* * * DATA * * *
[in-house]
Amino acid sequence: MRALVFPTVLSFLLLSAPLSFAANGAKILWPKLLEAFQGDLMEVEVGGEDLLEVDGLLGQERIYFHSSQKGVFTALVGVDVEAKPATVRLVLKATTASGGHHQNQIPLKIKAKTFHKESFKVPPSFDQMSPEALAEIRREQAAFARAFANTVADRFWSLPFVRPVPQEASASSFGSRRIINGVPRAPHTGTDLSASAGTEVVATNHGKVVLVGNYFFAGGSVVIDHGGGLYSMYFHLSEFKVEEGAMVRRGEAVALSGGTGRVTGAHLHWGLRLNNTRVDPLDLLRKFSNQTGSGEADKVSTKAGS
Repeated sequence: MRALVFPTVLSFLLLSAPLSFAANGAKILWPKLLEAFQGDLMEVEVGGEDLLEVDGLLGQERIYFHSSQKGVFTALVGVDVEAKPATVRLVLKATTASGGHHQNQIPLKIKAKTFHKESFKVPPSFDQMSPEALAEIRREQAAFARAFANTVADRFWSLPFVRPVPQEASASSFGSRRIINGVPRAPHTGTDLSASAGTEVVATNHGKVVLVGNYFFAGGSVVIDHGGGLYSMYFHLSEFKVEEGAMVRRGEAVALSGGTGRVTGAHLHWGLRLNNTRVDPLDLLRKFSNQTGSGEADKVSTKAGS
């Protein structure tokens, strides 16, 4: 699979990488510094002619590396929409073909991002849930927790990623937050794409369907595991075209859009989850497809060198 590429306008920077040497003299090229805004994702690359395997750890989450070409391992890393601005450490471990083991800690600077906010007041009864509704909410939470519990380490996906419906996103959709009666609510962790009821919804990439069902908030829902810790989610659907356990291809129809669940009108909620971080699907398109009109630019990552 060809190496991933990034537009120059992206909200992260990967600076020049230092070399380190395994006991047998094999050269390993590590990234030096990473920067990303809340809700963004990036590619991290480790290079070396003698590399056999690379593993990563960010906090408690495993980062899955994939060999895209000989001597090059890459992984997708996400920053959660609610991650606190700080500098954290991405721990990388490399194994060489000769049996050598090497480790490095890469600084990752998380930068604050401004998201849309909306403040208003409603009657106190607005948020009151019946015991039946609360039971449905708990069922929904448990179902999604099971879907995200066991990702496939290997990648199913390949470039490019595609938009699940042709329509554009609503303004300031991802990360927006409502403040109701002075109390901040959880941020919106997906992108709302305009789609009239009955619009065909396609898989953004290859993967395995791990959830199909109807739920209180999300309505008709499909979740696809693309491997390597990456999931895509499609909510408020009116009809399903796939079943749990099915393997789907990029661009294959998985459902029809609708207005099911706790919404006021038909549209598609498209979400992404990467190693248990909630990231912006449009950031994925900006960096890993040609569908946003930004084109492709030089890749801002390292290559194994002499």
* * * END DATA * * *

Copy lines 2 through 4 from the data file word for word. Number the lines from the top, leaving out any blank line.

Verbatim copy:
Amino acid sequence: MRALVFPTVLSFLLLSAPLSFAANGAKILWPKLLEAFQGDLMEVEVGGEDLLEVDGLLGQERIYFHSSQKGVFTALVGVDVEAKPATVRLVLKATTASGGHHQNQIPLKIKAKTFHKESFKVPPSFDQMSPEALAEIRREQAAFARAFANTVADRFWSLPFVRPVPQEASASSFGSRRIINGVPRAPHTGTDLSASAGTEVVATNHGKVVLVGNYFFAGGSVVIDHGGGLYSMYFHLSEFKVEEGAMVRRGEAVALSGGTGRVTGAHLHWGLRLNNTRVDPLDLLRKFSNQTGSGEADKVSTKAGS
Repeated sequence: MRALVFPTVLSFLLLSAPLSFAANGAKILWPKLLEAFQGDLMEVEVGGEDLLEVDGLLGQERIYFHSSQKGVFTALVGVDVEAKPATVRLVLKATTASGGHHQNQIPLKIKAKTFHKESFKVPPSFDQMSPEALAEIRREQAAFARAFANTVADRFWSLPFVRPVPQEASASSFGSRRIINGVPRAPHTGTDLSASAGTEVVATNHGKVVLVGNYFFAGGSVVIDHGGGLYSMYFHLSEFKVEEGAMVRRGEAVALSGGTGRVTGAHLHWGLRLNNTRVDPLDLLRKFSNQTGSGEADKVSTKAGS
């Protein structure tokens, strides 16, 4: 699979990488510094002619590396929409073909991002849930927790990623937050794409369907595991075209859009989850497809060198 590429306008920077040497003299090229805004994702690359395997750890989450070409391992890393601005450490471990083991800690600077906010007041009864509704909410939470519990380490996906419906996103959709009666609510962790009821919804990439069902908030829902810790989610659907356990291809129809669940009108909620971080699907398109009109630019990552 060809190496991933990034537009120059992206909200992260990967600076020049230092070399380190395994006991047998094999050269390993590590990234030096990473920067990303809340809700963004990036590619991290480790290079070396003698590399056999690379593993990563960010906090408690495993980062899955994939060999895209000989001597090059890459992984997708996400920053959660609610991650606190700080500098954290991405721990990388490399194994060489000769049996050598090497480790490095890469600084990752998380930068604050401004998201849309909306403040208003409603009657106190607005948020009151019946015991039946609360039971449905708990069922929904448990179902999604099971879907995200066991990702496939290997990648199913390949470039490019595609938009699940042709329509554009609503303004300031991802990360927006409502403040109701002075109390901040959880941020919106997906992108709302305009789609009239009955619009065909396609898989953004290859993967395995791990959830199909109807739920209180999300309505008709499909979740696809693309491997390597990456999931895509499609909510408020009116009809399903796939079943749990099915393997789907990029661009294959998985459902029809609708207005099911706790919404006021038909549209598609498209979400992404990467190693248990909630990231912006449009950031994925900006960096890993040609569908946003930004084109492709030089890749801002390292290559194994002499």